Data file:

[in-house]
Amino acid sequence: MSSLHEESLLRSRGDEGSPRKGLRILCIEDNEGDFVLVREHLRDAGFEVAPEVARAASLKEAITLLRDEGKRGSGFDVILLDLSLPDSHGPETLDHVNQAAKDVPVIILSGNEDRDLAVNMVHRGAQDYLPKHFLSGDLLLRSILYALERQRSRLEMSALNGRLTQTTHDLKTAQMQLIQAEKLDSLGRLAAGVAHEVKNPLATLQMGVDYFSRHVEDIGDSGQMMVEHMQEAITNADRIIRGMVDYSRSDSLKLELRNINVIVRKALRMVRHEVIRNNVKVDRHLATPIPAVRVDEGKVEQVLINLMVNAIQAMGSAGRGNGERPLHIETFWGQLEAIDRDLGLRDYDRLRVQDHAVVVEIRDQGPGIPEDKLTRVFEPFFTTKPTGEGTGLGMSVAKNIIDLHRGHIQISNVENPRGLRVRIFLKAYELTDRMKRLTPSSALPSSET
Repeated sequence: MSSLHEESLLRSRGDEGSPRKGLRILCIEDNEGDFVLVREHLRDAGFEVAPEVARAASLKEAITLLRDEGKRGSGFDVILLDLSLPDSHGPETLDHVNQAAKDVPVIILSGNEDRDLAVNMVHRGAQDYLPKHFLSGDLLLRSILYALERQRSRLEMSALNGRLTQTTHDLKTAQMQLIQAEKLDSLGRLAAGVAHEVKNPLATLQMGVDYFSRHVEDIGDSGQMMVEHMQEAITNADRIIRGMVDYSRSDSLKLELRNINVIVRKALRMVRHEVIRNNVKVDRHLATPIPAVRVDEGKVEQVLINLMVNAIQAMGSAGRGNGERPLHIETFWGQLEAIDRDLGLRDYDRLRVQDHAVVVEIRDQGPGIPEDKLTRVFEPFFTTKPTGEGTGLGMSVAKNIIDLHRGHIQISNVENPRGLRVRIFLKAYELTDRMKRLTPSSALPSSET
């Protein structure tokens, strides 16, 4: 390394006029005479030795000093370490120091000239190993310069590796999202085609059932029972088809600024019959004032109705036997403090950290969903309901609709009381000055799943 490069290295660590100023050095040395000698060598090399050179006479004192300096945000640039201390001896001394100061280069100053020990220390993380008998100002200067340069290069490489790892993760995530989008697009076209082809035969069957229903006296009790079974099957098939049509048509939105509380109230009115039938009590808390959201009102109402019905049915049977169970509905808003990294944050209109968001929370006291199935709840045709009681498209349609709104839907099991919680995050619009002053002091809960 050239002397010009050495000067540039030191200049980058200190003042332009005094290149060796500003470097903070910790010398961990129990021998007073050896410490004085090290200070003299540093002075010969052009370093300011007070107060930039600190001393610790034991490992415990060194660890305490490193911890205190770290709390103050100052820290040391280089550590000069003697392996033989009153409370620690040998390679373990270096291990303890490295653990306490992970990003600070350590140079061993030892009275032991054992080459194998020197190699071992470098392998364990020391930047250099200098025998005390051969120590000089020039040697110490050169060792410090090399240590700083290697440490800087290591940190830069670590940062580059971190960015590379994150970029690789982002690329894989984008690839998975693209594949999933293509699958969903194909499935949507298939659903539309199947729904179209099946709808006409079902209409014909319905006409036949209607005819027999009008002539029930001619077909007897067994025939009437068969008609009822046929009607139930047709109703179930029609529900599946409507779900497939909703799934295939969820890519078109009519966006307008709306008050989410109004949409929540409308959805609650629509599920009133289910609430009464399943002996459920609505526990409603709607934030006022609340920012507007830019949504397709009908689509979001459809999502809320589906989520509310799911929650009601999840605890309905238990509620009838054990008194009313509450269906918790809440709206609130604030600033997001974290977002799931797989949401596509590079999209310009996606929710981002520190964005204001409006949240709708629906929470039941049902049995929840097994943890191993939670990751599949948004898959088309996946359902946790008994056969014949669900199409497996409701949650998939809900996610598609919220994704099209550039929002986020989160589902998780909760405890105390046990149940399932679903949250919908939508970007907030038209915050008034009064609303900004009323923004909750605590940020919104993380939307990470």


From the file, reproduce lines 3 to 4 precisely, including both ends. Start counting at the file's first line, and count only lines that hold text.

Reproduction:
Repeated sequence: MSSLHEESLLRSRGDEGSPRKGLRILCIEDNEGDFVLVREHLRDAGFEVAPEVARAASLKEAITLLRDEGKRGSGFDVILLDLSLPDSHGPETLDHVNQAAKDVPVIILSGNEDRDLAVNMVHRGAQDYLPKHFLSGDLLLRSILYALERQRSRLEMSALNGRLTQTTHDLKTAQMQLIQAEKLDSLGRLAAGVAHEVKNPLATLQMGVDYFSRHVEDIGDSGQMMVEHMQEAITNADRIIRGMVDYSRSDSLKLELRNINVIVRKALRMVRHEVIRNNVKVDRHLATPIPAVRVDEGKVEQVLINLMVNAIQAMGSAGRGNGERPLHIETFWGQLEAIDRDLGLRDYDRLRVQDHAVVVEIRDQGPGIPEDKLTRVFEPFFTTKPTGEGTGLGMSVAKNIIDLHRGHIQISNVENPRGLRVRIFLKAYELTDRMKRLTPSSALPSSET
């Protein structure tokens, strides 16, 4: 390394006029005479030795000093370490120091000239190993310069590796999202085609059932029972088809600024019959004032109705036997403090950290969903309901609709009381000055799943 490069290295660590100023050095040395000698060598090399050179006479004192300096945000640039201390001896001394100061280069100053020990220390993380008998100002200067340069290069490489790892993760995530989008697009076209082809035969069957229903006296009790079974099957098939049509048509939105509380109230009115039938009590808390959201009102109402019905049915049977169970509905808003990294944050209109968001929370006291199935709840045709009681498209349609709104839907099991919680995050619009002053002091809960 050239002397010009050495000067540039030191200049980058200190003042332009005094290149060796500003470097903070910790010398961990129990021998007073050896410490004085090290200070003299540093002075010969052009370093300011007070107060930039600190001393610790034991490992415990060194660890305490490193911890205190770290709390103050100052820290040391280089550590000069003697392996033989009153409370620690040998390679373990270096291990303890490295653990306490992970990003600070350590140079061993030892009275032991054992080459194998020197190699071992470098392998364990020391930047250099200098025998005390051969120590000089020039040697110490050169060792410090090399240590700083290697440490800087290591940190830069670590940062580059971190960015590379994150970029690789982002690329894989984008690839998975693209594949999933293509699958969903194909499935949507298939659903539309199947729904179209099946709808006409079902209409014909319905006409036949209607005819027999009008002539029930001619077909007897067994025939009437068969008609009822046929009607139930047709109703179930029609529900599946409507779900497939909703799934295939969820890519078109009519966006307008709306008050989410109004949409929540409308959805609650629509599920009133289910609430009464399943002996459920609505526990409603709607934030006022609340920012507007830019949504397709009908689509979001459809999502809320589906989520509310799911929650009601999840605890309905238990509620009838054990008194009313509450269906918790809440709206609130604030600033997001974290977002799931797989949401596509590079999209310009996606929710981002520190964005204001409006949240709708629906929470039941049902049995929840097994943890191993939670990751599949948004898959088309996946359902946790008994056969014949669900199409497996409701949650998939809900996610598609919220994704099209550039929002986020989160589902998780909760405890105390046990149940399932679903949250919908939508970007907030038209915050008034009064609303900004009323923004909750605590940020919104993380939307990470």